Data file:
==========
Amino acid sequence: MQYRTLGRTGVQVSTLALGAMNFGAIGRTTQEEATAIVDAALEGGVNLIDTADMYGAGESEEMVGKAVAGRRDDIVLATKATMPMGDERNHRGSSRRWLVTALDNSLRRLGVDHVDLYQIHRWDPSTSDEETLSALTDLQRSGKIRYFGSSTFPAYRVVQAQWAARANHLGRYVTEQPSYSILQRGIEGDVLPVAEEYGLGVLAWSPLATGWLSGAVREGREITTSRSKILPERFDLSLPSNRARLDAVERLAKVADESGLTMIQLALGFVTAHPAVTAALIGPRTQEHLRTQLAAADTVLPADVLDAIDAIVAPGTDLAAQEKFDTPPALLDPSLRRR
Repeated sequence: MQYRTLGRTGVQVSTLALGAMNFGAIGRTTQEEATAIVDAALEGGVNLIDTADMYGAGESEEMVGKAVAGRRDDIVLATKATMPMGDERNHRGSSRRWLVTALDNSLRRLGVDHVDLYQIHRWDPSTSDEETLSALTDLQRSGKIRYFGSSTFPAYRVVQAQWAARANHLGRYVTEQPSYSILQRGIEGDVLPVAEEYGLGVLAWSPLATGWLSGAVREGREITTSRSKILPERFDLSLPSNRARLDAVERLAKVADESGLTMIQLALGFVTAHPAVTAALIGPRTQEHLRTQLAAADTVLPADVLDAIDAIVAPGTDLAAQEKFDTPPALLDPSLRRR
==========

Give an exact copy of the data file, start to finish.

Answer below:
Amino acid sequence: MQYRTLGRTGVQVSTLALGAMNFGAIGRTTQEEATAIVDAALEGGVNLIDTADMYGAGESEEMVGKAVAGRRDDIVLATKATMPMGDERNHRGSSRRWLVTALDNSLRRLGVDHVDLYQIHRWDPSTSDEETLSALTDLQRSGKIRYFGSSTFPAYRVVQAQWAARANHLGRYVTEQPSYSILQRGIEGDVLPVAEEYGLGVLAWSPLATGWLSGAVREGREITTSRSKILPERFDLSLPSNRARLDAVERLAKVADESGLTMIQLALGFVTAHPAVTAALIGPRTQEHLRTQLAAADTVLPADVLDAIDAIVAPGTDLAAQEKFDTPPALLDPSLRRR
Repeated sequence: MQYRTLGRTGVQVSTLALGAMNFGAIGRTTQEEATAIVDAALEGGVNLIDTADMYGAGESEEMVGKAVAGRRDDIVLATKATMPMGDERNHRGSSRRWLVTALDNSLRRLGVDHVDLYQIHRWDPSTSDEETLSALTDLQRSGKIRYFGSSTFPAYRVVQAQWAARANHLGRYVTEQPSYSILQRGIEGDVLPVAEEYGLGVLAWSPLATGWLSGAVREGREITTSRSKILPERFDLSLPSNRARLDAVERLAKVADESGLTMIQLALGFVTAHPAVTAALIGPRTQEHLRTQLAAADTVLPADVLDAIDAIVAPGTDLAAQEKFDTPPALLDPSLRRR